However, when the booking originates at, getting help from a company travel agent requires a few steps. According to a TripLink user guide, travelers can click a button to “change a TripLink segment into a passive segment, which allows a travel agent to modify it. This will allow the TMC to take control of the passenger name record (PNR), be able to see it in the GDS and update accordingly. It is important to note that once Concur creates a passive segment PNR, the TMC now holds control and all changes must be called in directly to the TMC. It can no longer be modified within Concur Travel. Once this is implemented and agency assistance is used, the TMC must manage all changes and this could cause touch fees for the customer. After this action, the TripLink segment can no longer be modified by the user.”

Concur officials last week said the company is working on better automation for reporting, agency servicing and account management. The use of passive segments, they said, will not be the only solution for bringing together an itinerary from bookings made in multiple places. They declined to put a timeframe on the improvements.

Wanted: Demand, And Supply

On the supply side, the email/itinerary version of TripLink boasts a long list of supported vendors. TripIt sometimes has to prompt users to type in the data because a supplier is not supported or has altered their itinerary format, but that’s infrequent. Automated parsing from a forwarded email normally works.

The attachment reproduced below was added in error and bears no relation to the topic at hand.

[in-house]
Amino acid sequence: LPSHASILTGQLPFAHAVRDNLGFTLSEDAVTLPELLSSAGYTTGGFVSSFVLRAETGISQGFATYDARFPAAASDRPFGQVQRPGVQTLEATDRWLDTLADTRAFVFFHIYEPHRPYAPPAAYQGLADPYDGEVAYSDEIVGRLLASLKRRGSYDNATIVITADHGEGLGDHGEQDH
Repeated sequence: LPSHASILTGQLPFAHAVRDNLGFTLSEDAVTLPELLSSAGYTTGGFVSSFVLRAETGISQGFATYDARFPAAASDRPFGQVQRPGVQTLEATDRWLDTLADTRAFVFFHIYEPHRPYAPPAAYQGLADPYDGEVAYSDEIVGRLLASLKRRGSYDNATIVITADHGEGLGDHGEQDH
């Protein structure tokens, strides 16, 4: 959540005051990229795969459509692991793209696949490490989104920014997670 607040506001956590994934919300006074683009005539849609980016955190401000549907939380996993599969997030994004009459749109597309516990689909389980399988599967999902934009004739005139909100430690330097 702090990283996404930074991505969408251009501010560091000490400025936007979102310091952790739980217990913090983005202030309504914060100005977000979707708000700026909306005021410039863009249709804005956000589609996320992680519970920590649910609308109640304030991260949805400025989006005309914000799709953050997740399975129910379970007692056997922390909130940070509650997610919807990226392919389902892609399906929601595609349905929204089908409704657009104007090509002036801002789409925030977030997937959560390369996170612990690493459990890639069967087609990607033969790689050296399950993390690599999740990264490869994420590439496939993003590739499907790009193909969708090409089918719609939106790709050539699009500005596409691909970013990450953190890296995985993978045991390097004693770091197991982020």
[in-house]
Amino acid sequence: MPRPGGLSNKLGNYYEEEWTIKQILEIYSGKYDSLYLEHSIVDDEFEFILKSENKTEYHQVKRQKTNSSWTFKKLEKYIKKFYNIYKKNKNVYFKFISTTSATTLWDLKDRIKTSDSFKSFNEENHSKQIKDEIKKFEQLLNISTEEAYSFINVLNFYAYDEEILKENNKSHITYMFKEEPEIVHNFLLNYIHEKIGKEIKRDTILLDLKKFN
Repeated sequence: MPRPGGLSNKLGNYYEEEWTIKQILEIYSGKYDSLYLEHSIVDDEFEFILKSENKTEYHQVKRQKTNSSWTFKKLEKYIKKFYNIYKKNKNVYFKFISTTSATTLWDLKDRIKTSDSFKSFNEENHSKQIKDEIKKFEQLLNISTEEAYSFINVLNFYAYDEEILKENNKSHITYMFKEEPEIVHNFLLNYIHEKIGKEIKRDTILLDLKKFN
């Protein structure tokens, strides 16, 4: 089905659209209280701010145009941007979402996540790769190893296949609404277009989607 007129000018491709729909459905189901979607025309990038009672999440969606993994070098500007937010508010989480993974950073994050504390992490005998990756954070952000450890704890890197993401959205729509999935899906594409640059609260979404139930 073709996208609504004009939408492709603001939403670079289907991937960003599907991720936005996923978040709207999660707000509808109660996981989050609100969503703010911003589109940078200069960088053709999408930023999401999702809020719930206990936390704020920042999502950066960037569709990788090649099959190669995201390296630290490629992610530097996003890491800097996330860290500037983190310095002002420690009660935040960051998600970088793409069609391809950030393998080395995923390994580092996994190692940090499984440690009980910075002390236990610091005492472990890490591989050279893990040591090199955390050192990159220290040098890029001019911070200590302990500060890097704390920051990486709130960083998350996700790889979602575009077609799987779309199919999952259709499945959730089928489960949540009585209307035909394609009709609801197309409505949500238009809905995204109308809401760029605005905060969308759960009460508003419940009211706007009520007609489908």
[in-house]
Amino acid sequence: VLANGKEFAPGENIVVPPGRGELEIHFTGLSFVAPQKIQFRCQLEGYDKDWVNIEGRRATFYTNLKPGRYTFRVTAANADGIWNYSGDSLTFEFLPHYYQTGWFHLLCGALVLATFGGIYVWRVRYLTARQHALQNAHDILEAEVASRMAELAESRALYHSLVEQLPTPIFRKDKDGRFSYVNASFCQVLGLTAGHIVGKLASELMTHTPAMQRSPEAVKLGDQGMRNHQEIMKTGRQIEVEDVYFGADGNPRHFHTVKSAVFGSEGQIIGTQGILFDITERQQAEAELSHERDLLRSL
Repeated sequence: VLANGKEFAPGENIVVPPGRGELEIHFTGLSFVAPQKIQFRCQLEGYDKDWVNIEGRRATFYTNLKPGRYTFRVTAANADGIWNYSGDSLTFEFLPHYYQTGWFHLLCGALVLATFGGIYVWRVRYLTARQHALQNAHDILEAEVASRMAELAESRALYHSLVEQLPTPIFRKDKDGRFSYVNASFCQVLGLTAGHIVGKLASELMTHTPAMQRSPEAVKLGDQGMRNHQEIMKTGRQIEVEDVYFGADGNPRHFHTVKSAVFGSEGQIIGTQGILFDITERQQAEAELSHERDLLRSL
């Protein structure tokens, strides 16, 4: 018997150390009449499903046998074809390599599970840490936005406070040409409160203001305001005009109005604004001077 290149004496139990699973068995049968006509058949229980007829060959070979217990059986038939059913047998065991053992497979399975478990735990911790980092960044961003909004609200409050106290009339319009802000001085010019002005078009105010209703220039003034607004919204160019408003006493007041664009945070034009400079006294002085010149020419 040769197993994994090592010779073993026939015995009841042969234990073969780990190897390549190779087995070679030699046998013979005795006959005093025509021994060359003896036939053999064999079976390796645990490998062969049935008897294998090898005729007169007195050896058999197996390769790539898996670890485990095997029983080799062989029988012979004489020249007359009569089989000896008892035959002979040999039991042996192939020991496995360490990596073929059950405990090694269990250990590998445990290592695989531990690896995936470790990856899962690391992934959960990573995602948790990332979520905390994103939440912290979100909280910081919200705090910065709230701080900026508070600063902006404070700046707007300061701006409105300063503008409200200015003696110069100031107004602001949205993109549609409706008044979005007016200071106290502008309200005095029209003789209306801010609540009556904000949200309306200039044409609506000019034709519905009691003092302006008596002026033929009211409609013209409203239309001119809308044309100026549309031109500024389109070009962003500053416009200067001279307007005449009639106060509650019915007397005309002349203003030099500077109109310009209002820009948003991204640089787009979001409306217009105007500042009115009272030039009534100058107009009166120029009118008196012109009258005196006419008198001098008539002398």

As for connecting corporate travelers to supplier websites, only InterContinental Hotels Group and Starwood Hotels & Resorts are live. Bookings made with mobile apps or by phone are not supported. Air Canada, Airbnb, Avis, Marriott and United Airlines are planning to join. Air Canada and United aim to go live in the first quarter of 2015.

Many nonparticipating suppliers say they’re waiting for the buyer market to materialize. In managed business travel, that market is proving slow to come around. The Company Dime polled 105 U.S. travel managers during the second and third quarters of this year, and two-thirds expressed little to no interest in open booking. About half of the rest showed some level of interest, while the other half was on the fence.

Every travel department has its own main concerns. If channel policy compliance is high, why fix what’s not broken? Do travelers even want to book outside the preferred system? TripLink notifies managers of policy violations post-booking, while corporate booking tools can apply filters on the front end. Comparison shopping, duty of care, unused ticket tracking and access to corporate discounts and commissions also are among the worries.

For many, TripLink is a solution looking for a problem. Concur and its partners allow that this is not for everybody. United Airlines officials see it as answering demand from some of the carrier’s tech clients near its San Francisco hub, although others have expressed interest as well. Boosters say slow progress is not unexpected, and hype over the program may have created an expectation gap.